I am concentrating so poorly on work that it's time to think about something else.
I've written 6,000 words on the sci-fi story. It's gone in a direction that I'm not sure I personally agree with; the central why-I'm-not-human thing that my android is focused on has turned out to be a different actual thing than I wanted it to be. I'm also worried that I've done fly-bys on too many big ideas for such a small space. And that I'm too much influenced by Penny Arcade's brilliant Automata series. I admit to writing in that world, a little bit - not trying to poach their idea, but sketching a story that sort of overlaps that world. And I definitely borrowed the word "automata" from them.
But I'm traveling on into it. If it turns out all wrong, at the end, I'll just Fictate its ass. Go back and rewrite. Re-right. I'm pretty sure I can finish draft one before the end of the week - tomorrow, in all likelihood.
The thing that's most prominent on my to-do list is getting back to people. Three separate people deserve reader feedback from me, and I've only done about half the reading I need to do for them. After that is the day job, which went well enough for me yesterday that I went to a matinee of The Cabin in the Woods, which I'll get to in a moment. Beyond that is cleaning. People are coming over to the house in about a week and a half, and the house is in no state for visitors, not in the least. I've been living like a bachelor. Possibly like a fraternity brother. It's made me far happier than I expected to just let go of all that worry, all that self-abuse, but it does mean that there's a lot more to do to make the house appropriate for others to enter. (I'm not gross, just messy as hell. Shoes left where I stepped out of them, clothes flung everywhere, books and mail not put away or sorted, etc.) The writing, though, is floating over all those priorities. As long as I'm ready to put words on the page, that's first. I'm just not always ready.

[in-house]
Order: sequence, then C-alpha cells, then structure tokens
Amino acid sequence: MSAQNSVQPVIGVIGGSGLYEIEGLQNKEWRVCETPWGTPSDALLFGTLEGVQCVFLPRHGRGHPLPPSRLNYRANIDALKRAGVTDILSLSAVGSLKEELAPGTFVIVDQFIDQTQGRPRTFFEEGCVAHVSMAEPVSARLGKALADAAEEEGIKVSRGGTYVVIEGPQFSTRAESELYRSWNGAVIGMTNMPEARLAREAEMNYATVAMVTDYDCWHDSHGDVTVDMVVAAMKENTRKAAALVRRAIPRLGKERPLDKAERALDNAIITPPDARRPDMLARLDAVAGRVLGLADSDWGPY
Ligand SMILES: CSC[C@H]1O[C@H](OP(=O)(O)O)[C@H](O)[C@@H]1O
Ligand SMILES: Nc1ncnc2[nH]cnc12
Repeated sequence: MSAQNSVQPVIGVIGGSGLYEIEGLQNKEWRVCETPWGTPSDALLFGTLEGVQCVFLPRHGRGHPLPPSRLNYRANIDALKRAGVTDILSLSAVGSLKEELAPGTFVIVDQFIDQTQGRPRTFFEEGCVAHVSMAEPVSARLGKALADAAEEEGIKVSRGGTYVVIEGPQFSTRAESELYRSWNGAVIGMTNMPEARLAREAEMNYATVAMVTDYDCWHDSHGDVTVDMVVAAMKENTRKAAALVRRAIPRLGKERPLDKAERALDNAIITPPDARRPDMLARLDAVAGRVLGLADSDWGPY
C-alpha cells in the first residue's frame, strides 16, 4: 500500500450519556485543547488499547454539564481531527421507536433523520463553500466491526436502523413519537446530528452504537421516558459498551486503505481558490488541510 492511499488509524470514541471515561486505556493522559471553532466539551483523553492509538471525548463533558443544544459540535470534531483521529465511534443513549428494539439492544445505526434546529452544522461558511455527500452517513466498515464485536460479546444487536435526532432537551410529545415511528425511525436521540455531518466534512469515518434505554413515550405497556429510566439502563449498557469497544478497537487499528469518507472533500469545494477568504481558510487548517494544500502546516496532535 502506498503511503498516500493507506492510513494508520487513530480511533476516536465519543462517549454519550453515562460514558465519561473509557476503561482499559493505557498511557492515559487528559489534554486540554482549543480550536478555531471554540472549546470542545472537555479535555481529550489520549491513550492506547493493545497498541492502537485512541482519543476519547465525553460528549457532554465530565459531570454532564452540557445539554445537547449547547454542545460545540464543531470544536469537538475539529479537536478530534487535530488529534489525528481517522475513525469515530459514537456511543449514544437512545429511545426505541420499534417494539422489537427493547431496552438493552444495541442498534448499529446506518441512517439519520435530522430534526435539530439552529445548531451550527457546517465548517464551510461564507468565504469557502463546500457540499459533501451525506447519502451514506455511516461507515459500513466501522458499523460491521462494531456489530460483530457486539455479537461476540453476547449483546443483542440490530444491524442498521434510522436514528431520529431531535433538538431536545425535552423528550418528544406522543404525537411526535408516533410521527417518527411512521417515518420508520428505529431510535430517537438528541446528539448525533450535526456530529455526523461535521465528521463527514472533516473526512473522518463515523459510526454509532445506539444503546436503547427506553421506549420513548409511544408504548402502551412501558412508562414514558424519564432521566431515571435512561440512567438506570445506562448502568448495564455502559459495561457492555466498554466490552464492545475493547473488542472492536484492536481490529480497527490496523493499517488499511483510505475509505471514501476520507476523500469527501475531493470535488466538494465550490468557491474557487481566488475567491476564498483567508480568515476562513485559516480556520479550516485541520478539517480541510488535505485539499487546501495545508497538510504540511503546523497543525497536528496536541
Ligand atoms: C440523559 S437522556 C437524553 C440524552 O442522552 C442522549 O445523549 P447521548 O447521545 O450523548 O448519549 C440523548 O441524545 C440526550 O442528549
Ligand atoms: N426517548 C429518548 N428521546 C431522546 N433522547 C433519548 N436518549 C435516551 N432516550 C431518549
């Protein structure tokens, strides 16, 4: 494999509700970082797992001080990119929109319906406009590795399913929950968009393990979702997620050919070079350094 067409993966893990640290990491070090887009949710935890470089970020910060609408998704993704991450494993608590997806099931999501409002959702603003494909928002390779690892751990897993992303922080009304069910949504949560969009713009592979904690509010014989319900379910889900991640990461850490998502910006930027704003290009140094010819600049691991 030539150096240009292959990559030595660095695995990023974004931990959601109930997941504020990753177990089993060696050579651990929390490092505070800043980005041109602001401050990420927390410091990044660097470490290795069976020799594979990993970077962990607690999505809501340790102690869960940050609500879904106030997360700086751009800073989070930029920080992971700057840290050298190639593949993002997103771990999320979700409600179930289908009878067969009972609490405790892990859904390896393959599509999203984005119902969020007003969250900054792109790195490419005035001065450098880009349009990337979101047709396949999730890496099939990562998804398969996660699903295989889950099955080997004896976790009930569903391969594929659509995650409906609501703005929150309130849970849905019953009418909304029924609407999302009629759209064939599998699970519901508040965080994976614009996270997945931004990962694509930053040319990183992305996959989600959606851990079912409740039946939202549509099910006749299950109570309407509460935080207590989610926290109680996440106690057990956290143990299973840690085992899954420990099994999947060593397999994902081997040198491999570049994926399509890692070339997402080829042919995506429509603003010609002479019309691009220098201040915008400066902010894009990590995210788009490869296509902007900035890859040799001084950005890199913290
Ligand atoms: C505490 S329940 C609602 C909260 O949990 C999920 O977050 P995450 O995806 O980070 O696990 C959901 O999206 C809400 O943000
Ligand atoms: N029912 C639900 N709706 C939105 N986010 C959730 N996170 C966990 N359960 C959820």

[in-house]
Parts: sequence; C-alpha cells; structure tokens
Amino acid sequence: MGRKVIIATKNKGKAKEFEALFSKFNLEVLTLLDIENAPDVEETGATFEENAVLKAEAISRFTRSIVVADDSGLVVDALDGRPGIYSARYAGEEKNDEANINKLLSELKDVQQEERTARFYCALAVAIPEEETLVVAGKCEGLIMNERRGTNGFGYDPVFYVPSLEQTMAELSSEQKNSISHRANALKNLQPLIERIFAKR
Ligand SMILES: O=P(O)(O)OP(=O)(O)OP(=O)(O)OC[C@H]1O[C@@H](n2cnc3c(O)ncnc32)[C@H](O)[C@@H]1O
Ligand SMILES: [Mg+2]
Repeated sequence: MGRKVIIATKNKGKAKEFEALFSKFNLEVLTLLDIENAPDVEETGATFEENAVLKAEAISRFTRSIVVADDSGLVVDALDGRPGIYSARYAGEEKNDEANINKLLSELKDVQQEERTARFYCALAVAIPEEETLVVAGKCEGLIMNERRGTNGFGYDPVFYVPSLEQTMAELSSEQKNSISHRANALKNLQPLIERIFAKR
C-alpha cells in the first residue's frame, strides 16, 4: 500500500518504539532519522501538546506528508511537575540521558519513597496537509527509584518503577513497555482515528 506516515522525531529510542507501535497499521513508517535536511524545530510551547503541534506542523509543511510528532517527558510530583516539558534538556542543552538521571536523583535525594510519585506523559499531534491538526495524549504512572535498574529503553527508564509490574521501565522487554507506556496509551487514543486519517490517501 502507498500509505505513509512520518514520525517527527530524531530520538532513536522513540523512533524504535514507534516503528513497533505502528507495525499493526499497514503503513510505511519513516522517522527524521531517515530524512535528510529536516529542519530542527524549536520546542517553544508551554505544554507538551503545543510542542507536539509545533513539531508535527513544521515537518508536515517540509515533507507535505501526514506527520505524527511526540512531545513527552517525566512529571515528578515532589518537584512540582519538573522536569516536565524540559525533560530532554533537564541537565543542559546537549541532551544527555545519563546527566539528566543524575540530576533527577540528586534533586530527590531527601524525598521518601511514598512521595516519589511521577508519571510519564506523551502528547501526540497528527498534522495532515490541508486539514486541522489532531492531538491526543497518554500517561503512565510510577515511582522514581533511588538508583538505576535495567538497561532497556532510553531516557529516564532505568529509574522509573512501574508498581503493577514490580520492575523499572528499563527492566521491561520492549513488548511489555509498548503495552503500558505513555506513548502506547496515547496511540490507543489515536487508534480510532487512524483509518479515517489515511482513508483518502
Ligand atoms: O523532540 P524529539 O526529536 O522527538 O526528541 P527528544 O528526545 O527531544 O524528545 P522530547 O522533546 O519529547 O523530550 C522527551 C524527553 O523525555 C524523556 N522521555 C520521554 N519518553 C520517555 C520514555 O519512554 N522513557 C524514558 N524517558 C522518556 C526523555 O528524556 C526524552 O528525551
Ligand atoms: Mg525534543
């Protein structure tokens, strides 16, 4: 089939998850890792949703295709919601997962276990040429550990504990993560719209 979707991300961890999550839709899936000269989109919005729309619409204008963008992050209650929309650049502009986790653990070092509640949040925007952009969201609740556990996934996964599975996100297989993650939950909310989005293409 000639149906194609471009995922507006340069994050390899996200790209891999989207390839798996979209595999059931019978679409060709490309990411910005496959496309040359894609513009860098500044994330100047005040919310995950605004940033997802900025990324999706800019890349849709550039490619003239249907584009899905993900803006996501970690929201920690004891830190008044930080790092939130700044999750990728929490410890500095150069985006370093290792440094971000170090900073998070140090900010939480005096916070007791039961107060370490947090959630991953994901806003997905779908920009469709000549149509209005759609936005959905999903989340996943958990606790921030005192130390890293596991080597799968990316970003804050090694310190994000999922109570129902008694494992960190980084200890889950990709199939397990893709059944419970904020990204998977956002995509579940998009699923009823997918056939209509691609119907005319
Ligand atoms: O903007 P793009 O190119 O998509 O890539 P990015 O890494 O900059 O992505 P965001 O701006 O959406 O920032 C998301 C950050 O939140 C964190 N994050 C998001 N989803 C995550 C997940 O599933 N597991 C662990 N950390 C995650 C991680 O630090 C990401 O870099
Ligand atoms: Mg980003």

The Cabin in the Woods was such a pleasure. So expertly written, from skin to bones. No one has captured this generation's voice better than Whedon, and even though there's something a little precious about his style, he still writes the most natural dialogue in Hollywood. And he was the perfect guy to co-write this movie, because deliberately tropey characters need good dialogue in order not to bore the audience to tears.
For those of you who have read my time-manipulation book, the [non-]horror novel, I set out with sort of the same goal in mind as Cabin's creators obviously had. I put my monster under the stairs; I had six "sexy teens" come to a lodge in the middle of nowhere. I evoked some of the standard identities, a little - the clown, the ditz, the hippie chick. (No jock, that didn't interest me.) In my latest draft, I succeeded in making my main character say she'd be right back when she definitely wouldn't. I had hoped to hide a bunch of other horror cliches in the book, too. For fun - for my own amusement, and for that of the audience, whoever noticed the nods. Ultimately the writing took me to a deeper place emotionally than I expected, so I abandoned much of that, which is why it's a supernatural thriller rather than really being horror.
In any case, there's such a small cache of lovely smart horror films like this one (Scream leaps to mind; it never gets old for me), and while I still think slasher flicks that are written straight can be a lot of fun (jeez, look at Drag Me to Hell), watching it all get deliberately offered up to the maw of Audience God was even more fun. Not to be missed if you ever cackled at a topless, fake-blood-drenched chick with a fake knife sticking out of her back.
How's that for alliteration?